Originality in Writing

My latest piece for What Culture lists 8 examples of television sitcoms that had an episode where a baby was born on an elevator. Truth be told, it has happened more than eight times. I did the research.

The heart of the issue here is not silliness of the circumstances that lead pregnant women in TV world to get stuck on elevators moment before birth, but the complete lack of originality of writing in the entertainment industry. I say the entertainment industry, and not just television because it happens in movies, too… the recycling of old ideas. How many reboots and sequels are being produced right now? I have no idea, but it seems like a lot. Sam Raimi’s Spiderman trilogy made have ended poorly, but who really wanted a reboot so soon? Chris Nolan’s Dark Knight trilogy became the definitive Batman for at least a generation, but there’s still talks of another reboot.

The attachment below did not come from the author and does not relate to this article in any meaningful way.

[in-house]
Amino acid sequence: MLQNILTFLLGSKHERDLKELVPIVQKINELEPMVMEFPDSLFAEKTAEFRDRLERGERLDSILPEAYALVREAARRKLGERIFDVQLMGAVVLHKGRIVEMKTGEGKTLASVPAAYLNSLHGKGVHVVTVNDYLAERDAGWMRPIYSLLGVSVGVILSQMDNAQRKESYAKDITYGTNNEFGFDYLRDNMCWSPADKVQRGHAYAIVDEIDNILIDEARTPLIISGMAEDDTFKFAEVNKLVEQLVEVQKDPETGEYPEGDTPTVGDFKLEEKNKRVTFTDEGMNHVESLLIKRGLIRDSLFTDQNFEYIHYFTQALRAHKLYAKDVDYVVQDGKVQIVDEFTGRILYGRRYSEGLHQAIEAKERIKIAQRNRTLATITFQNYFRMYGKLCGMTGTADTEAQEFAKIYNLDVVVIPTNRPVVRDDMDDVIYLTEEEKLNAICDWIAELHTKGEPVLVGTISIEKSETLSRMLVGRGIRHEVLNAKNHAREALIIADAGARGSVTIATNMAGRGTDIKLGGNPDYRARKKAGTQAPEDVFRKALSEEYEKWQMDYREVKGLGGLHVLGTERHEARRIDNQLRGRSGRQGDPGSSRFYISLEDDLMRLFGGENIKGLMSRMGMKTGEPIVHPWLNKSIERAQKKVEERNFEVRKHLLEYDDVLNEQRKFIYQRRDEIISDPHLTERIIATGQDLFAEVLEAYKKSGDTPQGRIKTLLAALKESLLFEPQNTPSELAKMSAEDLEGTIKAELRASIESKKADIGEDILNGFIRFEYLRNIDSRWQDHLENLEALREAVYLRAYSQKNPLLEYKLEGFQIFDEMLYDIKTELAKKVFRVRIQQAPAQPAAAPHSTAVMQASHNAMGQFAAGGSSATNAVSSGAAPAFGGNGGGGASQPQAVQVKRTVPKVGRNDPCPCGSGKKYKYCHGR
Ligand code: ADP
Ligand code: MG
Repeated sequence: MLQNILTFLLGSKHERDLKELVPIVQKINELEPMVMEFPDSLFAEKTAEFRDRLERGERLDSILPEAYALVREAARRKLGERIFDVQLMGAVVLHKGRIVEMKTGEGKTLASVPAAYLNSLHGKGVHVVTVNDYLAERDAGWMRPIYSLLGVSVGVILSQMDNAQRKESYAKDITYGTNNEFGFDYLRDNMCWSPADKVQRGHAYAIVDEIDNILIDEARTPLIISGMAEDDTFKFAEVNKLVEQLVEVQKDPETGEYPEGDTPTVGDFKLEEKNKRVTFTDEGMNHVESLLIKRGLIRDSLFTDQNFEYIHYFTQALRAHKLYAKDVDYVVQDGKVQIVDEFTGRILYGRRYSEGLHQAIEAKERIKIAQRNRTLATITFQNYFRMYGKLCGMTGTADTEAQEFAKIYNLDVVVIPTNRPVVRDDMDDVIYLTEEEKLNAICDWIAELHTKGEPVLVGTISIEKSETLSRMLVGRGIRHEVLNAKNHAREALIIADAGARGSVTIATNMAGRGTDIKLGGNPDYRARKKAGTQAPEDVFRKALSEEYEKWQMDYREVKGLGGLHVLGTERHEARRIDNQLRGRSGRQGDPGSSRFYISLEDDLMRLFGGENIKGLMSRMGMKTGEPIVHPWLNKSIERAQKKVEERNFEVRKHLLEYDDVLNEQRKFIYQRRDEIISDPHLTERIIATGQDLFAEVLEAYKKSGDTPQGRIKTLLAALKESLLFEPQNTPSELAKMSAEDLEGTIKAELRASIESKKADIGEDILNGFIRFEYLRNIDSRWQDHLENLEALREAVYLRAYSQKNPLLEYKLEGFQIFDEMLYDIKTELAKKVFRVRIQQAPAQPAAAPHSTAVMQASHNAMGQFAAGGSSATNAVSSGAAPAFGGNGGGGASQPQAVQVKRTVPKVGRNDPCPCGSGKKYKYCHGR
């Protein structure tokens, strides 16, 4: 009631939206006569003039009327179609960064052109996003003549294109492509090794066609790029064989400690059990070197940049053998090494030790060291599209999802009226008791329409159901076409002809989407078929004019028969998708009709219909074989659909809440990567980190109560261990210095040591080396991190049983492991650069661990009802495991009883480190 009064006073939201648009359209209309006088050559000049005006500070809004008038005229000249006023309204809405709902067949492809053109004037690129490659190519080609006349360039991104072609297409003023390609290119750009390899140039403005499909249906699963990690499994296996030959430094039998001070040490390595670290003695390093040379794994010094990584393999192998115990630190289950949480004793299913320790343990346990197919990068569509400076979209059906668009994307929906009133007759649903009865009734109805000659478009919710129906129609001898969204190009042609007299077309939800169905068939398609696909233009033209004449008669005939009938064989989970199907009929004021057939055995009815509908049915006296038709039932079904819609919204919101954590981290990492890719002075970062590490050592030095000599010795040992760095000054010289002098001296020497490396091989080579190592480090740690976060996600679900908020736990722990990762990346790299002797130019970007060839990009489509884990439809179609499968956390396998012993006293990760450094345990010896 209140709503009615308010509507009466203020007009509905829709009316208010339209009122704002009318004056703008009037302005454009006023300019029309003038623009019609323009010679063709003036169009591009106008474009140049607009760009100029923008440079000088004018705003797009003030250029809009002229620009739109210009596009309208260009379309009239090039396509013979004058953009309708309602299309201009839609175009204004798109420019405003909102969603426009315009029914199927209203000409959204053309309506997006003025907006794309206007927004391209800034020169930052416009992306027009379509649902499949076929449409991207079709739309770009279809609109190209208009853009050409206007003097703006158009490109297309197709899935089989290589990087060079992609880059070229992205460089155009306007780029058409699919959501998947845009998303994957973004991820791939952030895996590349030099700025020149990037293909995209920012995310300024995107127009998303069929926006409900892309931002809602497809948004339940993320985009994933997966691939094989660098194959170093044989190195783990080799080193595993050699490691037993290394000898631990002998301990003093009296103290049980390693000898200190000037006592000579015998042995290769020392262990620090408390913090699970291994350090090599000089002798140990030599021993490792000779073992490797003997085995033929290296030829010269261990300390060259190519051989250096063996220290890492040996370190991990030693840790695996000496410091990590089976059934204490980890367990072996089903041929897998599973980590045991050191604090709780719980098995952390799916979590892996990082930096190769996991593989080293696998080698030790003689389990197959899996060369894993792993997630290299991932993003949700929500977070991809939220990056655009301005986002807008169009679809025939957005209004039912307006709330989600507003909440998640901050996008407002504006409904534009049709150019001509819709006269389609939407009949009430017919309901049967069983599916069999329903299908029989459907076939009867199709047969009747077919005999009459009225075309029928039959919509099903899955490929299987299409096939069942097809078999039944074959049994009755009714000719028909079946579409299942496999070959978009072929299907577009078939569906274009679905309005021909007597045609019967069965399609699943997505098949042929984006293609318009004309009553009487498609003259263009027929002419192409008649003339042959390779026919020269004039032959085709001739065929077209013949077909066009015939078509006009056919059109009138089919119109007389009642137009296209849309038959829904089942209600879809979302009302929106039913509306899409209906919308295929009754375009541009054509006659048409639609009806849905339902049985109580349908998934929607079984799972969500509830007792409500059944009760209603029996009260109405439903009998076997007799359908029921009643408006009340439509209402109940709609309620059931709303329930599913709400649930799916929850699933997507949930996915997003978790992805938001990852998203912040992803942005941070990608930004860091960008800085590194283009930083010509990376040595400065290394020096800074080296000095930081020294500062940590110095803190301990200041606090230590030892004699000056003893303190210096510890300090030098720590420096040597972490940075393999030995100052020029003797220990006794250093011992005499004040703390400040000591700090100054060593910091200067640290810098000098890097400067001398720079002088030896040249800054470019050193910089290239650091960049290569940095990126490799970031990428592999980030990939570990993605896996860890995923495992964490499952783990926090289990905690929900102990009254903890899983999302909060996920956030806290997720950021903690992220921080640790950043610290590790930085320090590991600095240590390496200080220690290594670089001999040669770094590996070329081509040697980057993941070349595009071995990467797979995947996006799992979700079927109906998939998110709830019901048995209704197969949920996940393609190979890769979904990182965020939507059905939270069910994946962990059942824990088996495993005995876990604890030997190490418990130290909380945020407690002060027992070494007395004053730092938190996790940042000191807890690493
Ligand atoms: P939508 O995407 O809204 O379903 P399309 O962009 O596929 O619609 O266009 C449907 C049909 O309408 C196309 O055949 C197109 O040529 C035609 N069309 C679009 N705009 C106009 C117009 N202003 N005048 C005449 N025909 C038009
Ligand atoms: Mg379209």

I can’t think of any examples at the moment, but I don’t doubt that the same thing happens in fiction writing. Given the explosion of self-publishing—and even without it—the market is supersaturated with content. Even if everyone’s ideas were conceived individually, and without prior literary influence, there will be storylines that are similar.

When I conceived the idea of my novel, I actually made an attempt to determine if the idea had been done before. I’m fairly confident that it has not. If the plot idea had been done before, in largely the same way, I’d have likely scrapped the whole thing and come up with a new idea. I want to tell my own story and not rely on old, overused plotlines and gags in an attempt to gain interest. I wonder why television writers don’t feel the same way?

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